Chris C defeated Vladimir Kuts and set up a new world record for 5k in a dramatic duel under floodlights, one of the most iconic races of the 1950s, and an event which earned him the BBC Sports Personality of the Year award. He ran in the Olympic 5,000m in Melbourne in 1956 but was not at his best. He got into the final though did not manage to make the top ten and retired soon after.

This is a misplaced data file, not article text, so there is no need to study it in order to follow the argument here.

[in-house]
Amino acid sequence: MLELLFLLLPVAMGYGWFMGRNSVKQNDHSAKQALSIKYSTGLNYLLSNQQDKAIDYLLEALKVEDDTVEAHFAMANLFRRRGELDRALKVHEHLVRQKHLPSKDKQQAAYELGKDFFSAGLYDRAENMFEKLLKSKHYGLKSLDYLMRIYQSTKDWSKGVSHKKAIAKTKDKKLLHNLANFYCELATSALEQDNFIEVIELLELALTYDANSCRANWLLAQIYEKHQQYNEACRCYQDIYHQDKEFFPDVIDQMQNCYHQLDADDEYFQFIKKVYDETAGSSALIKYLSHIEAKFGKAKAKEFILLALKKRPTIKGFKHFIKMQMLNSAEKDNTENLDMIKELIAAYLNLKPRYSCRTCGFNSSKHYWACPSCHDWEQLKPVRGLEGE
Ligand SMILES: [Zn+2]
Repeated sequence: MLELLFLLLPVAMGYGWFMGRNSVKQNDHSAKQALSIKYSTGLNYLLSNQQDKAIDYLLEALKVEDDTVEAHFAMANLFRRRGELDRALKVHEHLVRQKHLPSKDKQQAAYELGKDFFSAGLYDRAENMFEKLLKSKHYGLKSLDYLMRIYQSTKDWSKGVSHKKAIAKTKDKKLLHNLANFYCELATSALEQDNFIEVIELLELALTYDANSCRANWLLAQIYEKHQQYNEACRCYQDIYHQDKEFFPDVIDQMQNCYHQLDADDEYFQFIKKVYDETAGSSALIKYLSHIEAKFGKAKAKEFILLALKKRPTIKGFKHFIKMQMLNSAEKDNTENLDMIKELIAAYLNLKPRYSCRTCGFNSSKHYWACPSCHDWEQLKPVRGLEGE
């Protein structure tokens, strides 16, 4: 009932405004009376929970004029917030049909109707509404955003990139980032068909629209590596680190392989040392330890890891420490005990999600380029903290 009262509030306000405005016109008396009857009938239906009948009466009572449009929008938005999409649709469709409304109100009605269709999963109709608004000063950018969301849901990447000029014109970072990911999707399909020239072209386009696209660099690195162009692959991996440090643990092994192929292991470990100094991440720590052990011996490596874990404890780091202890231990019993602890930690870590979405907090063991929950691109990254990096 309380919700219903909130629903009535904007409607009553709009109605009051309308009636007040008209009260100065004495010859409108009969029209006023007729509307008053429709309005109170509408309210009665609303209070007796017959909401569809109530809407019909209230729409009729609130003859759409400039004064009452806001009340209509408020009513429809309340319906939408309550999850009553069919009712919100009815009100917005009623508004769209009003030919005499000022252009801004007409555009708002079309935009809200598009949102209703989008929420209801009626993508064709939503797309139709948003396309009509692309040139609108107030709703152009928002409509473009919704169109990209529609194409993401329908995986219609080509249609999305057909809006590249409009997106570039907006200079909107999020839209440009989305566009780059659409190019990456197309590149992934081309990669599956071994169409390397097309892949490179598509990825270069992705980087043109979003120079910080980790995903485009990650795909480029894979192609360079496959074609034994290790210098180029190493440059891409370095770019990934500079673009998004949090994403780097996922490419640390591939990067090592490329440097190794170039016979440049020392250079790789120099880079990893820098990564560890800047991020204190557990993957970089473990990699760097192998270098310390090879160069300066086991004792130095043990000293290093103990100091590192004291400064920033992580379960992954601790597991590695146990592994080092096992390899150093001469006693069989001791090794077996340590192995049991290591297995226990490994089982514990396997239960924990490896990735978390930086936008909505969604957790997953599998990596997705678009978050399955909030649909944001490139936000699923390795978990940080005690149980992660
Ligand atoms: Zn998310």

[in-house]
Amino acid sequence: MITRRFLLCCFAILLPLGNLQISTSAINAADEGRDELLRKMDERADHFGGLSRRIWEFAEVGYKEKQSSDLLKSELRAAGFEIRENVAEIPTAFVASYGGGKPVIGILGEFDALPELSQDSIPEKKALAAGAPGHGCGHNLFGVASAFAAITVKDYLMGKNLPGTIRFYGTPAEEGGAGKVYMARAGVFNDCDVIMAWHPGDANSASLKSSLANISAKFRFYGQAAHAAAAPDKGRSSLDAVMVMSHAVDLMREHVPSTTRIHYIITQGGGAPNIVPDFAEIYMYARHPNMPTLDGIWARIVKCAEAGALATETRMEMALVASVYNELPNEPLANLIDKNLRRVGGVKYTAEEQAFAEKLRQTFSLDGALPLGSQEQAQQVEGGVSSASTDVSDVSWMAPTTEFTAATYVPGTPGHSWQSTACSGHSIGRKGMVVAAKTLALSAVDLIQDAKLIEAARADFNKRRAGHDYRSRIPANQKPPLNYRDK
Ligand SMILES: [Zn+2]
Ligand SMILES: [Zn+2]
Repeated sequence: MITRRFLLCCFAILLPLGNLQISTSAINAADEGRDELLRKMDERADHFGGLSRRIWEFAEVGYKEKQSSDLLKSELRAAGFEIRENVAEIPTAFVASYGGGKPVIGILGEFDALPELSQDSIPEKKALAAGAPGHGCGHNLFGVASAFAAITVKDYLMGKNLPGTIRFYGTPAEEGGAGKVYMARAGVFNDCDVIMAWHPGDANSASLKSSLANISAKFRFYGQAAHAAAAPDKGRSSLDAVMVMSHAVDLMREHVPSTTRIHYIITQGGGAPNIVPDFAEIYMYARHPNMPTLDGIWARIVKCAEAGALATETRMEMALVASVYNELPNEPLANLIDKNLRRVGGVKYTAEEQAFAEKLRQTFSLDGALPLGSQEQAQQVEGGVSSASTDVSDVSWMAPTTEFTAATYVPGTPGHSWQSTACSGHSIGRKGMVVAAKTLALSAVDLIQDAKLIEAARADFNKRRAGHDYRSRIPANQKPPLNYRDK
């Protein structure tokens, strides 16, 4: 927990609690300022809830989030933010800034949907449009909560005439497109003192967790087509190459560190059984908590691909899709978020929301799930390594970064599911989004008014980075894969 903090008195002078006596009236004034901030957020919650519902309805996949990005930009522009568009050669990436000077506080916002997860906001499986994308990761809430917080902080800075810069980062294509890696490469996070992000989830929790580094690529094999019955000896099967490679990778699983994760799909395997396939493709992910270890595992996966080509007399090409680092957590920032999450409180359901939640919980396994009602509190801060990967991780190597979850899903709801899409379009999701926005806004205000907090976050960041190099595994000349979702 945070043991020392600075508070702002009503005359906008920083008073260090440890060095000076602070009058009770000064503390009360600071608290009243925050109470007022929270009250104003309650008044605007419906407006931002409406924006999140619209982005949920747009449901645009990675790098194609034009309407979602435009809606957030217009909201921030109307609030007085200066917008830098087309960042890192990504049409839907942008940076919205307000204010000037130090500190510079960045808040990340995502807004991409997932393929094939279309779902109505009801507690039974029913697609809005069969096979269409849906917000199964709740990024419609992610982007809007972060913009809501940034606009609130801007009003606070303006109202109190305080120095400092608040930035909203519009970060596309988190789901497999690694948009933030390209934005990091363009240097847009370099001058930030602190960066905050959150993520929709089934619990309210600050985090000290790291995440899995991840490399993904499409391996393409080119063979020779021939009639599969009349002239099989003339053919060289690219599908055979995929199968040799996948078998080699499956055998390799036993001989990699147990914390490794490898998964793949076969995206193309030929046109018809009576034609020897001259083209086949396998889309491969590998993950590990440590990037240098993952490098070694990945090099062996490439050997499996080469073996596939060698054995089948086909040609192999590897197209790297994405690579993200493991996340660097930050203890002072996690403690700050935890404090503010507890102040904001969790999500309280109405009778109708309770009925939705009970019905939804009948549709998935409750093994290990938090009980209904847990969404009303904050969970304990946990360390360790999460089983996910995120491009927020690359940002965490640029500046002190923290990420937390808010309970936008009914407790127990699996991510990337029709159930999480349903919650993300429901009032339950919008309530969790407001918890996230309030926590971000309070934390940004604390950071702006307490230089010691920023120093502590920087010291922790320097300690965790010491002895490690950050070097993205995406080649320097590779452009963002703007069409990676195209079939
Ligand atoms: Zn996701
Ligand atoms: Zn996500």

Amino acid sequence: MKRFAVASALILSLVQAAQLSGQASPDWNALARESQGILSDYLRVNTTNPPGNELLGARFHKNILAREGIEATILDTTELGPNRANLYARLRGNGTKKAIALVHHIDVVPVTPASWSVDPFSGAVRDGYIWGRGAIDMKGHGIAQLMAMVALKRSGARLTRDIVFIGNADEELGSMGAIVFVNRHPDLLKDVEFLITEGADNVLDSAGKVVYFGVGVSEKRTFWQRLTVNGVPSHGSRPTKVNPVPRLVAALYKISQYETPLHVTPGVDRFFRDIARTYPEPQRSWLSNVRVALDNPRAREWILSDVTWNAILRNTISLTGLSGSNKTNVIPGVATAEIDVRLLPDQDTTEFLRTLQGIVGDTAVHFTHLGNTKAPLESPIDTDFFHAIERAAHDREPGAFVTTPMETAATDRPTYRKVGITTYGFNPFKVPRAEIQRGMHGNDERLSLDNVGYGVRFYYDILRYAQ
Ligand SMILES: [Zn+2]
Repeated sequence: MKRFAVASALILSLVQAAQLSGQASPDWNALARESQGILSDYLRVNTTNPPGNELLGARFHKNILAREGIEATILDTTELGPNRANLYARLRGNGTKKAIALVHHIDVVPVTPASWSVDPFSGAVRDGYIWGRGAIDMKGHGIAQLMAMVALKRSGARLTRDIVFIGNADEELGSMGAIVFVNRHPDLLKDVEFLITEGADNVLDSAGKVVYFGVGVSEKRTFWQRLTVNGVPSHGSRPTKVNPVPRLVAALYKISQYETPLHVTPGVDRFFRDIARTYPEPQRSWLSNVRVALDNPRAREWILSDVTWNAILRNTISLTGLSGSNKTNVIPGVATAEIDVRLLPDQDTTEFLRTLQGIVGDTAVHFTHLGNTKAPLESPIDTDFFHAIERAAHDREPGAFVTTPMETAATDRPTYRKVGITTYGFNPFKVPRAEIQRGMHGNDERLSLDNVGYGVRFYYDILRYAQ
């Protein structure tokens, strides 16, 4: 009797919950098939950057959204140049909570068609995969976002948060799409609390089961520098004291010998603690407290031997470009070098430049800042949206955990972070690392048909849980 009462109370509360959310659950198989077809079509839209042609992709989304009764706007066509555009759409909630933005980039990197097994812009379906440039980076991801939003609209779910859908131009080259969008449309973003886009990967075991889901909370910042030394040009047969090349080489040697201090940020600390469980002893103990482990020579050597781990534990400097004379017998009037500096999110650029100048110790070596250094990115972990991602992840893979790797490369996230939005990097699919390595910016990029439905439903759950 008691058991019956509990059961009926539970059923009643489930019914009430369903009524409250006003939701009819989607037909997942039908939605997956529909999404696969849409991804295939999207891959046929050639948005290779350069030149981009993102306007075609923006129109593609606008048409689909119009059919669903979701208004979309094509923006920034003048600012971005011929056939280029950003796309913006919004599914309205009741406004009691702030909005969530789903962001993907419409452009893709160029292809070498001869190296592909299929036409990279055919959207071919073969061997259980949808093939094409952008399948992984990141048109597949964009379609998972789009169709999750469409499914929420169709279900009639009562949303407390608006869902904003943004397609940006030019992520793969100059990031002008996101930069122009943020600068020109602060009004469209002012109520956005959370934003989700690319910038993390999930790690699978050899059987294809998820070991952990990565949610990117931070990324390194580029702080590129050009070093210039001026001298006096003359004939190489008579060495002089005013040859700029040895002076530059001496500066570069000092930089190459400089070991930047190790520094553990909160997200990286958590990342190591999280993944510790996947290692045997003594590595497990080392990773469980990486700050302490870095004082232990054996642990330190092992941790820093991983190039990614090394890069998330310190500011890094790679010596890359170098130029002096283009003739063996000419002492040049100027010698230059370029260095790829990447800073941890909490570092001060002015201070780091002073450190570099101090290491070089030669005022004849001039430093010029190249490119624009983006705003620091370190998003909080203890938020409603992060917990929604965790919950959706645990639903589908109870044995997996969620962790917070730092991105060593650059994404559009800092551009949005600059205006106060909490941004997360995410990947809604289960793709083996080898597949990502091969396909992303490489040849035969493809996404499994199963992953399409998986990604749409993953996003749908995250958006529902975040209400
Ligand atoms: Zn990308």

Chris’s handsome and debonair impression led many to underestimate his abilities on first meeting. He became the first television newscaster for ITV with Robin Day, then launched into politics. Underlying his wish to be an MP was a great idealism and compassion, which found its early fruits in his contribution towards resolving the post-war refugee problem – the distressed people swirling about Europe. For this he was awarded the rare honour of the Nansen Medal. He had two spells as a Conservative MP, first between 1959 and 1966, during which time he held the seat at Lewisham North and was briefly Junior Education Minister. He returned to be elected as MP for Chichester in 1969 and became Ted Heath’s Minister for Posts and Communications in 1970. At one point he incurred the wrath of Opposition leader Harold Wilson for sacking a favoured trade unionist; political colleagues attest to his firm handling of such difficult situations. After a period in opposition he decided to retire from politics and went into banking. His final appointment was as chairman of the Airports Authority, following which he was knighted. He lent his vision and knowledge to many charities. When his son Adam started a water scheme for Ethiopia in 2010, Chris, then nearly eighty, ran in the Great North Run to raise funds for it. He was very much loved by his family – indeed, one son said that above all his father’s achievements he will remember him as a good father. I knew that after a long illness he was gallant to the end.